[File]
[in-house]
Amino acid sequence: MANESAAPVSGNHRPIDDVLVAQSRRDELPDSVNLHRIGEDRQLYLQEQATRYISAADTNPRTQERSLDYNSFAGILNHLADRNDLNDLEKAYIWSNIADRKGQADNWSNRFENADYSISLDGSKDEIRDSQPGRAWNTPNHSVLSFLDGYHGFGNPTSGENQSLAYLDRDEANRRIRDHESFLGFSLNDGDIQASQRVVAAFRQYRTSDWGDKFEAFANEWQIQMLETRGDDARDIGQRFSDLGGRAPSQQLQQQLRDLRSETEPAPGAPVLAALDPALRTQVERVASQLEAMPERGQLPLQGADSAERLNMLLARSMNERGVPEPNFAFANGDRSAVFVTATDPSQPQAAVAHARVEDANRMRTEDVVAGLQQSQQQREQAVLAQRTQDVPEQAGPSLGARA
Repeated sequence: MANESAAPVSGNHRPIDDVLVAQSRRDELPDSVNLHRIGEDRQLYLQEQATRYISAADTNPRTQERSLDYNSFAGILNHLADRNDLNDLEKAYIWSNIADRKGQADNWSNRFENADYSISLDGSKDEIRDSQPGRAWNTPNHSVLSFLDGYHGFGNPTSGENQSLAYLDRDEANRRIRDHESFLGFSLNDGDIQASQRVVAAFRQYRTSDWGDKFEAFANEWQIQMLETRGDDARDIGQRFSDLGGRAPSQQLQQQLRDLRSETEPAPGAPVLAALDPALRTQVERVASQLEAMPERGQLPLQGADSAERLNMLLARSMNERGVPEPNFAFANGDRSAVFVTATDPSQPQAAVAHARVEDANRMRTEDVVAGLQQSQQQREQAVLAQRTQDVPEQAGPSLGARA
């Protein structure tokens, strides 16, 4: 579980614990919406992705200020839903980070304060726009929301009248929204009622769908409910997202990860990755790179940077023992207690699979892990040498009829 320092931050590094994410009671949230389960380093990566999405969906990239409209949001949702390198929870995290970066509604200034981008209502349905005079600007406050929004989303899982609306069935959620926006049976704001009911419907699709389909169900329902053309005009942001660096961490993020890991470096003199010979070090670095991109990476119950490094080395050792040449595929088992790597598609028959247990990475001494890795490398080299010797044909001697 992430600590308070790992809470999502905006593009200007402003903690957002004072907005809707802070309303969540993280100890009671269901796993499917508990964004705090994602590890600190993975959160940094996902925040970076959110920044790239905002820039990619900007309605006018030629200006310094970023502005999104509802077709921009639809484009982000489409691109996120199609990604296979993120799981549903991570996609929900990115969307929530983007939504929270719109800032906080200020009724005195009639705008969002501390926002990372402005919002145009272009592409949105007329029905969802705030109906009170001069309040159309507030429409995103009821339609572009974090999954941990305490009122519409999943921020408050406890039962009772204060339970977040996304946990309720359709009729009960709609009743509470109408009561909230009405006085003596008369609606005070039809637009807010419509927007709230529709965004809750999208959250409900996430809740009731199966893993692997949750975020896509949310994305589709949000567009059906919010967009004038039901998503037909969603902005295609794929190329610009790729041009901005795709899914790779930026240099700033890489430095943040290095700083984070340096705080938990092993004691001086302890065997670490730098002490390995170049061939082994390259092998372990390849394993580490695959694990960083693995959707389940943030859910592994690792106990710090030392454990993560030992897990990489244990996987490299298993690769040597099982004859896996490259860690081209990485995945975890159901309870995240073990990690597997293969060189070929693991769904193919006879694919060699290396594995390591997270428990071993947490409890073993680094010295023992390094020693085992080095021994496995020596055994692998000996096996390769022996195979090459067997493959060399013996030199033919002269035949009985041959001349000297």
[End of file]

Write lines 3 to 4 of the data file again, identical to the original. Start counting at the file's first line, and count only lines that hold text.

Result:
Repeated sequence: MANESAAPVSGNHRPIDDVLVAQSRRDELPDSVNLHRIGEDRQLYLQEQATRYISAADTNPRTQERSLDYNSFAGILNHLADRNDLNDLEKAYIWSNIADRKGQADNWSNRFENADYSISLDGSKDEIRDSQPGRAWNTPNHSVLSFLDGYHGFGNPTSGENQSLAYLDRDEANRRIRDHESFLGFSLNDGDIQASQRVVAAFRQYRTSDWGDKFEAFANEWQIQMLETRGDDARDIGQRFSDLGGRAPSQQLQQQLRDLRSETEPAPGAPVLAALDPALRTQVERVASQLEAMPERGQLPLQGADSAERLNMLLARSMNERGVPEPNFAFANGDRSAVFVTATDPSQPQAAVAHARVEDANRMRTEDVVAGLQQSQQQREQAVLAQRTQDVPEQAGPSLGARA
């Protein structure tokens, strides 16, 4: 579980614990919406992705200020839903980070304060726009929301009248929204009622769908409910997202990860990755790179940077023992207690699979892990040498009829 320092931050590094994410009671949230389960380093990566999405969906990239409209949001949702390198929870995290970066509604200034981008209502349905005079600007406050929004989303899982609306069935959620926006049976704001009911419907699709389909169900329902053309005009942001660096961490993020890991470096003199010979070090670095991109990476119950490094080395050792040449595929088992790597598609028959247990990475001494890795490398080299010797044909001697 992430600590308070790992809470999502905006593009200007402003903690957002004072907005809707802070309303969540993280100890009671269901796993499917508990964004705090994602590890600190993975959160940094996902925040970076959110920044790239905002820039990619900007309605006018030629200006310094970023502005999104509802077709921009639809484009982000489409691109996120199609990604296979993120799981549903991570996609929900990115969307929530983007939504929270719109800032906080200020009724005195009639705008969002501390926002990372402005919002145009272009592409949105007329029905969802705030109906009170001069309040159309507030429409995103009821339609572009974090999954941990305490009122519409999943921020408050406890039962009772204060339970977040996304946990309720359709009729009960709609009743509470109408009561909230009405006085003596008369609606005070039809637009807010419509927007709230529709965004809750999208959250409900996430809740009731199966893993692997949750975020896509949310994305589709949000567009059906919010967009004038039901998503037909969603902005295609794929190329610009790729041009901005795709899914790779930026240099700033890489430095943040290095700083984070340096705080938990092993004691001086302890065997670490730098002490390995170049061939082994390259092998372990390849394993580490695959694990960083693995959707389940943030859910592994690792106990710090030392454990993560030992897990990489244990996987490299298993690769040597099982004859896996490259860690081209990485995945975890159901309870995240073990990690597997293969060189070929693991769904193919006879694919060699290396594995390591997270428990071993947490409890073993680094010295023992390094020693085992080095021994496995020596055994692998000996096996390769022996195979090459067997493959060399013996030199033919002269035949009985041959001349000297």